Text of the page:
This past week, we ended Chanukah with the high of Zos Chanukah. There is no official havdala or ending ceremony to Chanukah, it sort of just happens and only comes into realization at maariv when the gabbai (shout out to the gabbaim) doesn't klap on the bima to remind us to say Al Hanisim, like he had been doing for the past 8 days. I put my menorah and chanukah sefarim away, but I just can't bring myself to take down the decorations until I practically have to, as I want to try and keep the chanukah inspiration going.
Also this past week the entire klal yisrael experienced the 13th Siyum Hashas, where 90,000 Jews gathered together in person to daven, learn and celebrate. Anyone who experienced it in person or watched it must have been inspired by the divrei torah, davening, or just the mere fact so many people are finishing shas!
How do we hold onto these inspirations? Maybe we can gain insight into this week’s parsha and see the lessons that the Torah is teaching us to answer this question.
In this weeks parsha, right after Yosef reveals himself to his brothers, he sends them to bring Yaakov and everyone to Mitzrayim and he says to them (perek 45 pasuk 24) "Al Tirgizu Baderech". The mefarshim have three main ways to understand this statement, all mentioned by Rashi.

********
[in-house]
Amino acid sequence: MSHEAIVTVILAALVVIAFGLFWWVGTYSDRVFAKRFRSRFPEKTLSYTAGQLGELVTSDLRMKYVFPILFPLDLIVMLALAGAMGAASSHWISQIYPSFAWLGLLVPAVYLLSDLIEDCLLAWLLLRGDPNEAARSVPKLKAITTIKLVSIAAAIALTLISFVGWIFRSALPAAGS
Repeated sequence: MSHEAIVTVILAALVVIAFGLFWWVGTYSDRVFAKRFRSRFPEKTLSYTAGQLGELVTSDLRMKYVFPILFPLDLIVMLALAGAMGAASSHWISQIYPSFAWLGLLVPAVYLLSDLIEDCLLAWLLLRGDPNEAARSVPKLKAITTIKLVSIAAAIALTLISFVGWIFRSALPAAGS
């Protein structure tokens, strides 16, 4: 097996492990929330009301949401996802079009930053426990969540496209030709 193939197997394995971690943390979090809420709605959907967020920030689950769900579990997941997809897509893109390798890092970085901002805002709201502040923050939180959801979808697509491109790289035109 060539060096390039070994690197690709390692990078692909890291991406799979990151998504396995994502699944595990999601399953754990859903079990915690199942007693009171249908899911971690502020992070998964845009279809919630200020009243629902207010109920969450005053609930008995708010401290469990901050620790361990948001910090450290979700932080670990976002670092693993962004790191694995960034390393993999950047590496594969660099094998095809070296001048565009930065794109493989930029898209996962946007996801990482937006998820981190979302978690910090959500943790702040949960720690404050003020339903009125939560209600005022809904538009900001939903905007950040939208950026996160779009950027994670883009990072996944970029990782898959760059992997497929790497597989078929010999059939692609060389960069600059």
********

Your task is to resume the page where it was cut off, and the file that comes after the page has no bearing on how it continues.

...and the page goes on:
1) Do not get busy with a deep halachic discussion on the way, or else you will get lost.
2) Do not take big steps which will cause you to enter the city you are supposed to stay in overnight while it is still daytime.
3) Don't argue on the way (and blame each other for selling him).
Perhaps these three interpretations can help answer our question on how to retain inspiration.
The first advise the Torah is telling us, don't get too involved in discussing what you want to do, and just do it! How many of us are ready to start the new daf Yomi cycle, or want to take upon another task based on inspiration felt on Chanukah, yet we spend so much time thinking, planning and discussing that we never actually get to do it. The Torah is telling us, to just go do it!
Next, don't take big steps and end up at your goal prematurely. Many times we get inspired and want to take on something new, and know where we want to be, but get caught up in jumping too quickly, without building a strong foundation. The Torah is teaching us to take small steps at our goals and ensure to build a strong foundation so that it will last longer.
Lastly, don't blame someone else, why you can't reach your goal, meaning, a lot of times we are inspired to do something but we say we can't do it because we are not like him who is smarter, or because he has more free time etc. We have to look into ourselves and set realistic goals for ourselves and learn our limitations, and even doing something small is better than nothing at all.
Let's hope that any inspiration that was felt over the past two weeks can be retained and make each of us better and make the people around us better and together we can achieve tikun olam and hasten the coming of mashiach bimhayra biyameinu.